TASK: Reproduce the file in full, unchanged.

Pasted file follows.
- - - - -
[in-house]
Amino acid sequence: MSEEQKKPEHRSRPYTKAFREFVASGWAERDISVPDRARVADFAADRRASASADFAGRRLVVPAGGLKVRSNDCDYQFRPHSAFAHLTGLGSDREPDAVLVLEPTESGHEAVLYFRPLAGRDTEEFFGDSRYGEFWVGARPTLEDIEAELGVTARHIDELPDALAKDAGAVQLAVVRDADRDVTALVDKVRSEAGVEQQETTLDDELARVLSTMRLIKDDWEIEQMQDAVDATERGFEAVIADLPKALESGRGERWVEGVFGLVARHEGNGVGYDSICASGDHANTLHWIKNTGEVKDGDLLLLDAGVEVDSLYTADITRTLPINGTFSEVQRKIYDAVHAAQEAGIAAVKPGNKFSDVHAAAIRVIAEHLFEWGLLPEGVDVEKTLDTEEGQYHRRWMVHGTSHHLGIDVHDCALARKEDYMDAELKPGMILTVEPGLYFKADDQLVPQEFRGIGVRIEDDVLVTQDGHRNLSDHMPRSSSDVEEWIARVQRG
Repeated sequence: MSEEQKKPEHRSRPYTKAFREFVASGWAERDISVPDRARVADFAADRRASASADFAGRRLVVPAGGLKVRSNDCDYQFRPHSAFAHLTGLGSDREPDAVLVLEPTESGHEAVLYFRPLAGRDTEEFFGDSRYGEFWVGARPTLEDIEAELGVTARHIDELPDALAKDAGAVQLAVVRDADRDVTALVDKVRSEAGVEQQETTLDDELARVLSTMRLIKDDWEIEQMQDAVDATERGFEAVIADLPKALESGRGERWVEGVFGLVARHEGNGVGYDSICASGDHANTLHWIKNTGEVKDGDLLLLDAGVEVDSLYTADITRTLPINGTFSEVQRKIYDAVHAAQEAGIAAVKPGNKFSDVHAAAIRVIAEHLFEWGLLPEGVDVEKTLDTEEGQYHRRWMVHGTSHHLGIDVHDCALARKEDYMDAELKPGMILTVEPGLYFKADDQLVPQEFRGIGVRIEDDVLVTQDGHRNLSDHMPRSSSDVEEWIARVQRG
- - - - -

[in-house]
Amino acid sequence: MSEEQKKPEHRSRPYTKAFREFVASGWAERDISVPDRARVADFAADRRASASADFAGRRLVVPAGGLKVRSNDCDYQFRPHSAFAHLTGLGSDREPDAVLVLEPTESGHEAVLYFRPLAGRDTEEFFGDSRYGEFWVGARPTLEDIEAELGVTARHIDELPDALAKDAGAVQLAVVRDADRDVTALVDKVRSEAGVEQQETTLDDELARVLSTMRLIKDDWEIEQMQDAVDATERGFEAVIADLPKALESGRGERWVEGVFGLVARHEGNGVGYDSICASGDHANTLHWIKNTGEVKDGDLLLLDAGVEVDSLYTADITRTLPINGTFSEVQRKIYDAVHAAQEAGIAAVKPGNKFSDVHAAAIRVIAEHLFEWGLLPEGVDVEKTLDTEEGQYHRRWMVHGTSHHLGIDVHDCALARKEDYMDAELKPGMILTVEPGLYFKADDQLVPQEFRGIGVRIEDDVLVTQDGHRNLSDHMPRSSSDVEEWIARVQRG
Repeated sequence: MSEEQKKPEHRSRPYTKAFREFVASGWAERDISVPDRARVADFAADRRASASADFAGRRLVVPAGGLKVRSNDCDYQFRPHSAFAHLTGLGSDREPDAVLVLEPTESGHEAVLYFRPLAGRDTEEFFGDSRYGEFWVGARPTLEDIEAELGVTARHIDELPDALAKDAGAVQLAVVRDADRDVTALVDKVRSEAGVEQQETTLDDELARVLSTMRLIKDDWEIEQMQDAVDATERGFEAVIADLPKALESGRGERWVEGVFGLVARHEGNGVGYDSICASGDHANTLHWIKNTGEVKDGDLLLLDAGVEVDSLYTADITRTLPINGTFSEVQRKIYDAVHAAQEAGIAAVKPGNKFSDVHAAAIRVIAEHLFEWGLLPEGVDVEKTLDTEEGQYHRRWMVHGTSHHLGIDVHDCALARKEDYMDAELKPGMILTVEPGLYFKADDQLVPQEFRGIGVRIEDDVLVTQDGHRNLSDHMPRSSSDVEEWIARVQRG